Let's Make an Engine: Graphics API History


We briefly discussed our choice of DirectX 12 in our previous entry. In order to more fully understand how we’re going to proceed to add graphics support to our engine we need to understand a bit of the history and evolution of graphics APIs.

A Brief History of Graphics APIs

Graphics APIs evolved through the decades.

They start in the early 1990s with Iris GL followed by OpenGL. These are fixed-function immediate mode APIs. In immediate mode your calls and data are communicating directly with the driver and you are having to supply that data on every frame. This is the API model of the ImGui library we just integrated. The fixed-function pipeline refers to the internal processing that happens on every piece of of geometry we send to be rendered. Effectively the API is a gigantic state machine that gets configured and then information flows through it, but you have relatively little control over the work that is being done.

After a while in the mid 90s you get DirectX and it comes with immediate mode and alternatively introduces retained mode APIs. This retained mode allows you to send your data to the driver once and refer to it in subsequent frames reducing overhead in exchange for complex resource management. This retained mode made its way to OpenGL as well.

Around the turn of the millennium you start getting a push towards programmability first with Register Combiners and then later with small shaders written in assembly code. A shader is essentially a little function that gets executed by the GPU. Vertex shaders execute for every vertex of your geometry. And pixel or fragment shaders execute for every resulting fragment that needs shading.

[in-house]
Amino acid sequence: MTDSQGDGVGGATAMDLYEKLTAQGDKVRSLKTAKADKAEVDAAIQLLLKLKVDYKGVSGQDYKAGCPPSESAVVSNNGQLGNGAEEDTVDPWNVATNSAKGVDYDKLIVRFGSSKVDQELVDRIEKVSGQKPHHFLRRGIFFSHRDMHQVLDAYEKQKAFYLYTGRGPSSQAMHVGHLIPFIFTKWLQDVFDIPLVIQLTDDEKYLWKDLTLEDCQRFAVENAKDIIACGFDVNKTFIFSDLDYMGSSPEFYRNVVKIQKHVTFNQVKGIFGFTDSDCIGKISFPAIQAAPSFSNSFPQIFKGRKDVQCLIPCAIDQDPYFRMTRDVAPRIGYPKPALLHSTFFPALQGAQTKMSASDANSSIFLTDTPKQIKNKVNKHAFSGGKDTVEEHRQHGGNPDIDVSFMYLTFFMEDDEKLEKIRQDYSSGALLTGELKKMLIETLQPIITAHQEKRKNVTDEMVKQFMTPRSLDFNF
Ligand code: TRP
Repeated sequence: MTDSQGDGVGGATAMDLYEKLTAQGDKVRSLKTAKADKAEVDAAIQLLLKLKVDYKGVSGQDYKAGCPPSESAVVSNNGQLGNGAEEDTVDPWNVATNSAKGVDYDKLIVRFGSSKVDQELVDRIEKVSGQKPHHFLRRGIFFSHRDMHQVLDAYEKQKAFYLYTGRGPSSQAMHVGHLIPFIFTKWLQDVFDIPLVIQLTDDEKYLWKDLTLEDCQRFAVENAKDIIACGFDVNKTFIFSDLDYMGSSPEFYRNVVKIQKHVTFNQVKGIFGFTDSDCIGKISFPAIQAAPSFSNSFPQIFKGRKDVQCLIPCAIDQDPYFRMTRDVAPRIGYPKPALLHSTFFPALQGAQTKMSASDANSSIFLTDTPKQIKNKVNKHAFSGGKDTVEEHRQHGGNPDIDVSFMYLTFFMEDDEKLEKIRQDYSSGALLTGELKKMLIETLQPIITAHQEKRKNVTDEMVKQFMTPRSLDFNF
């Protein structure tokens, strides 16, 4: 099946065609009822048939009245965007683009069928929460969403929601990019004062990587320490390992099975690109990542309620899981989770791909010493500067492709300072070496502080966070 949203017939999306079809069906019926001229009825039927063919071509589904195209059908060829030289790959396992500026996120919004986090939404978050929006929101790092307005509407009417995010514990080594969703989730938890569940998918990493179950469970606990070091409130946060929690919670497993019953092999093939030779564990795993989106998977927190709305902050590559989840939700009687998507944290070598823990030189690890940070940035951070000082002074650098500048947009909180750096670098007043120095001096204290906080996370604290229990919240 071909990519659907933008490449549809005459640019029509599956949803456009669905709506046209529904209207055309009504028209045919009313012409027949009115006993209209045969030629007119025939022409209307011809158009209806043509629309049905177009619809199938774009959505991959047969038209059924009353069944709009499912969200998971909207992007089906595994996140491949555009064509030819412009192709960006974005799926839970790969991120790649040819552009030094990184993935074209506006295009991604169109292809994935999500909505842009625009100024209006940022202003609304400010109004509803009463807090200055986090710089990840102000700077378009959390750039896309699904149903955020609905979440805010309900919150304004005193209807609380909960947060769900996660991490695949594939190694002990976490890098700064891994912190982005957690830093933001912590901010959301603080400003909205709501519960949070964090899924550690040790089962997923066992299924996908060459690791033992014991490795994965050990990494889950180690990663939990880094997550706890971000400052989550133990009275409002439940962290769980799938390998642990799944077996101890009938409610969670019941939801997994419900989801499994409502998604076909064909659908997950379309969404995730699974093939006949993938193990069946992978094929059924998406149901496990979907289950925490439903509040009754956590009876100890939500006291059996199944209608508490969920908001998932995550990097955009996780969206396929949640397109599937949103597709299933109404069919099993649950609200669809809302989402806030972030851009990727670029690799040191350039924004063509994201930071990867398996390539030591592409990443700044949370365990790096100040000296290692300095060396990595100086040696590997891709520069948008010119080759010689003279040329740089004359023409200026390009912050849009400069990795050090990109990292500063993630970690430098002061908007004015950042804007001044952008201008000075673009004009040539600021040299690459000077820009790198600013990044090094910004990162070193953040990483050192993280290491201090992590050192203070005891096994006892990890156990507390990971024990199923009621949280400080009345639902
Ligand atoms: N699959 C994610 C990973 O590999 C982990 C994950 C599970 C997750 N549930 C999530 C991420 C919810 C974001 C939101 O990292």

The desire for more complex and robust shaders eventually resulted in massive improvements to the capabilities of vertex and pixel shaders. This gave rise to the advent of OpenGL 2.0 and DirectX 9 which both include a specialized C++-like language for writing shaders, named GLSL and HLSL respectively, which compiled into code the GPU could execute. Additionally rendering to textures and being able to read those textures back became somewhat faster and support for floating point pixel formats lead to the invention of general purpose GPU programming (GPGPU).

Around this time (after Xbox 360) GPUs started to switch from specialized shader cores for pixel and vertex processing to unified shader cores that could handle any workload.1 Then we finally got a new stage of programmability with geometry shaders but in practice they were uninteresting as the performance almost always sucked.2 This is the DirectX 10 / OpenGL 3.2 era which most developers generally skipped out on. The fact that DX10 was limited to Vista which had very low adoption at the time made it very unappealing to target. In parallel GPGPU was taking off with technologies like CUDA allowing a much easier time utilizing the computational resources of the GPU outside of the games industry.